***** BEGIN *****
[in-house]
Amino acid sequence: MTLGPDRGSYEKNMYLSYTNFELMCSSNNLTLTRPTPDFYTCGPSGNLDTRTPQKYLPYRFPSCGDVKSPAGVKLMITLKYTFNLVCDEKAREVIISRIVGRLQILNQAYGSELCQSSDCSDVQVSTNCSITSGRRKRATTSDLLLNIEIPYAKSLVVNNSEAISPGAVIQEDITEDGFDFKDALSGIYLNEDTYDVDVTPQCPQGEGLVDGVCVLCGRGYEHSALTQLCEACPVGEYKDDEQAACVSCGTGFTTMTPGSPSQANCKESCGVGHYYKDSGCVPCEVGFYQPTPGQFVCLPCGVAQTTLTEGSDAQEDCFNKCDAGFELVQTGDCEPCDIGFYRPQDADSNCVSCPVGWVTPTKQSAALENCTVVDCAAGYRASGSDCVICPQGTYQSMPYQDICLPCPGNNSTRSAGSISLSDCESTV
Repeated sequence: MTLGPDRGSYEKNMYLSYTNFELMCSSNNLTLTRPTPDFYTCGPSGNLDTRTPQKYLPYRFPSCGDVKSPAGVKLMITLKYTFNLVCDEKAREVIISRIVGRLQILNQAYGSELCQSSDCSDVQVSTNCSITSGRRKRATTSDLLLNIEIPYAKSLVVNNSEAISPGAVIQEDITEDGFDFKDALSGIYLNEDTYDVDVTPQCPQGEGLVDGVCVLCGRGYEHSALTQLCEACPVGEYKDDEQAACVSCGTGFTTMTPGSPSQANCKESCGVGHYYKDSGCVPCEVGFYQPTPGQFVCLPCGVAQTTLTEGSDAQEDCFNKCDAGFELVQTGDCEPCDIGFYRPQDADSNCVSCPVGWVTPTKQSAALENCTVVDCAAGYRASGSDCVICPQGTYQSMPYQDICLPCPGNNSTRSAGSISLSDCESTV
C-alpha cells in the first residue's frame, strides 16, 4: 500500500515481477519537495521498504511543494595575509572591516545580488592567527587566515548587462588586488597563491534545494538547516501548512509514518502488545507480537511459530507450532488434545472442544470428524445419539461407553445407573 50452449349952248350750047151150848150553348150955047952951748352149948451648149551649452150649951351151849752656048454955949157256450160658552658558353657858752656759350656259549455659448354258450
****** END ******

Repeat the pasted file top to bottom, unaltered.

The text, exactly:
[in-house]
Amino acid sequence: MTLGPDRGSYEKNMYLSYTNFELMCSSNNLTLTRPTPDFYTCGPSGNLDTRTPQKYLPYRFPSCGDVKSPAGVKLMITLKYTFNLVCDEKAREVIISRIVGRLQILNQAYGSELCQSSDCSDVQVSTNCSITSGRRKRATTSDLLLNIEIPYAKSLVVNNSEAISPGAVIQEDITEDGFDFKDALSGIYLNEDTYDVDVTPQCPQGEGLVDGVCVLCGRGYEHSALTQLCEACPVGEYKDDEQAACVSCGTGFTTMTPGSPSQANCKESCGVGHYYKDSGCVPCEVGFYQPTPGQFVCLPCGVAQTTLTEGSDAQEDCFNKCDAGFELVQTGDCEPCDIGFYRPQDADSNCVSCPVGWVTPTKQSAALENCTVVDCAAGYRASGSDCVICPQGTYQSMPYQDICLPCPGNNSTRSAGSISLSDCESTV
Repeated sequence: MTLGPDRGSYEKNMYLSYTNFELMCSSNNLTLTRPTPDFYTCGPSGNLDTRTPQKYLPYRFPSCGDVKSPAGVKLMITLKYTFNLVCDEKAREVIISRIVGRLQILNQAYGSELCQSSDCSDVQVSTNCSITSGRRKRATTSDLLLNIEIPYAKSLVVNNSEAISPGAVIQEDITEDGFDFKDALSGIYLNEDTYDVDVTPQCPQGEGLVDGVCVLCGRGYEHSALTQLCEACPVGEYKDDEQAACVSCGTGFTTMTPGSPSQANCKESCGVGHYYKDSGCVPCEVGFYQPTPGQFVCLPCGVAQTTLTEGSDAQEDCFNKCDAGFELVQTGDCEPCDIGFYRPQDADSNCVSCPVGWVTPTKQSAALENCTVVDCAAGYRASGSDCVICPQGTYQSMPYQDICLPCPGNNSTRSAGSISLSDCESTV
C-alpha cells in the first residue's frame, strides 16, 4: 500500500515481477519537495521498504511543494595575509572591516545580488592567527587566515548587462588586488597563491534545494538547516501548512509514518502488545507480537511459530507450532488434545472442544470428524445419539461407553445407573 50452449349952248350750047151150848150553348150955047952951748352149948451648149551649452150649951351151849752656048454955949157256450160658552658558353657858752656759350656259549455659448354258450